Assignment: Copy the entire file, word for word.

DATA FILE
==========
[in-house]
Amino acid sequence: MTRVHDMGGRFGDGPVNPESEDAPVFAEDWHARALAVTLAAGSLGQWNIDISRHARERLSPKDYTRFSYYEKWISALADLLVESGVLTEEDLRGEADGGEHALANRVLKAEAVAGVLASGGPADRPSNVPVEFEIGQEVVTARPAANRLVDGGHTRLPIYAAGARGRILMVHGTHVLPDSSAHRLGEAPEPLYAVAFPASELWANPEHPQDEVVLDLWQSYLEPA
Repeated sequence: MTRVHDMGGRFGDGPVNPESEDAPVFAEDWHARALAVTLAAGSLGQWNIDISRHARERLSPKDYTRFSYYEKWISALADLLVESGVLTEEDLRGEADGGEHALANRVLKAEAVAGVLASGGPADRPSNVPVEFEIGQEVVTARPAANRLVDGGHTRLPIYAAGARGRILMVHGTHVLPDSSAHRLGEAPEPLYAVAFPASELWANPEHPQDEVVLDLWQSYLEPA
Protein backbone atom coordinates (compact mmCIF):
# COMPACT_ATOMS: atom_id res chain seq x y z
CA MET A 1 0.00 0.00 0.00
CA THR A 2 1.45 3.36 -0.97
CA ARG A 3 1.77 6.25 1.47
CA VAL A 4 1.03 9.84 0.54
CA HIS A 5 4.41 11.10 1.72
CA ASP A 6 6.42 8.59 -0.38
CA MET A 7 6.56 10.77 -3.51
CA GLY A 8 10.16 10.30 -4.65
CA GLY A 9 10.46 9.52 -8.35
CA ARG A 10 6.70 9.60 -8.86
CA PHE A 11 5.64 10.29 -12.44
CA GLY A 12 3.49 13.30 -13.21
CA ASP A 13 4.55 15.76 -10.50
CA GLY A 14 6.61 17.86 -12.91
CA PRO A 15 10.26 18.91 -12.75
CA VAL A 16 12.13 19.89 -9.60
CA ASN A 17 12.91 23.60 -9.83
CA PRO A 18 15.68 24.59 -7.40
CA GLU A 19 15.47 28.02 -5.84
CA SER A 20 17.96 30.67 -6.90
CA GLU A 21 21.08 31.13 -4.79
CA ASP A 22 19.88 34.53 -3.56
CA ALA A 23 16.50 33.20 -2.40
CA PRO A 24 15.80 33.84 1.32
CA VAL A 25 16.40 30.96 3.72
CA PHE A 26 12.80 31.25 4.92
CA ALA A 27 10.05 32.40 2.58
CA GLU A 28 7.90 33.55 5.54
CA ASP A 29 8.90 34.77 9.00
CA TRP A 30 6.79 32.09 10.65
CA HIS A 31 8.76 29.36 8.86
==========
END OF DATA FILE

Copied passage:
[in-house]
Amino acid sequence: MTRVHDMGGRFGDGPVNPESEDAPVFAEDWHARALAVTLAAGSLGQWNIDISRHARERLSPKDYTRFSYYEKWISALADLLVESGVLTEEDLRGEADGGEHALANRVLKAEAVAGVLASGGPADRPSNVPVEFEIGQEVVTARPAANRLVDGGHTRLPIYAAGARGRILMVHGTHVLPDSSAHRLGEAPEPLYAVAFPASELWANPEHPQDEVVLDLWQSYLEPA
Repeated sequence: MTRVHDMGGRFGDGPVNPESEDAPVFAEDWHARALAVTLAAGSLGQWNIDISRHARERLSPKDYTRFSYYEKWISALADLLVESGVLTEEDLRGEADGGEHALANRVLKAEAVAGVLASGGPADRPSNVPVEFEIGQEVVTARPAANRLVDGGHTRLPIYAAGARGRILMVHGTHVLPDSSAHRLGEAPEPLYAVAFPASELWANPEHPQDEVVLDLWQSYLEPA
Protein backbone atom coordinates (compact mmCIF):
# COMPACT_ATOMS: atom_id res chain seq x y z
CA MET A 1 0.00 0.00 0.00
CA THR A 2 1.45 3.36 -0.97
CA ARG A 3 1.77 6.25 1.47
CA VAL A 4 1.03 9.84 0.54
CA HIS A 5 4.41 11.10 1.72
CA ASP A 6 6.42 8.59 -0.38
CA MET A 7 6.56 10.77 -3.51
CA GLY A 8 10.16 10.30 -4.65
CA GLY A 9 10.46 9.52 -8.35
CA ARG A 10 6.70 9.60 -8.86
CA PHE A 11 5.64 10.29 -12.44
CA GLY A 12 3.49 13.30 -13.21
CA ASP A 13 4.55 15.76 -10.50
CA GLY A 14 6.61 17.86 -12.91
CA PRO A 15 10.26 18.91 -12.75
CA VAL A 16 12.13 19.89 -9.60
CA ASN A 17 12.91 23.60 -9.83
CA PRO A 18 15.68 24.59 -7.40
CA GLU A 19 15.47 28.02 -5.84
CA SER A 20 17.96 30.67 -6.90
CA GLU A 21 21.08 31.13 -4.79
CA ASP A 22 19.88 34.53 -3.56
CA ALA A 23 16.50 33.20 -2.40
CA PRO A 24 15.80 33.84 1.32
CA VAL A 25 16.40 30.96 3.72
CA PHE A 26 12.80 31.25 4.92
CA ALA A 27 10.05 32.40 2.58
CA GLU A 28 7.90 33.55 5.54
CA ASP A 29 8.90 34.77 9.00
CA TRP A 30 6.79 32.09 10.65
CA HIS A 31 8.76 29.36 8.86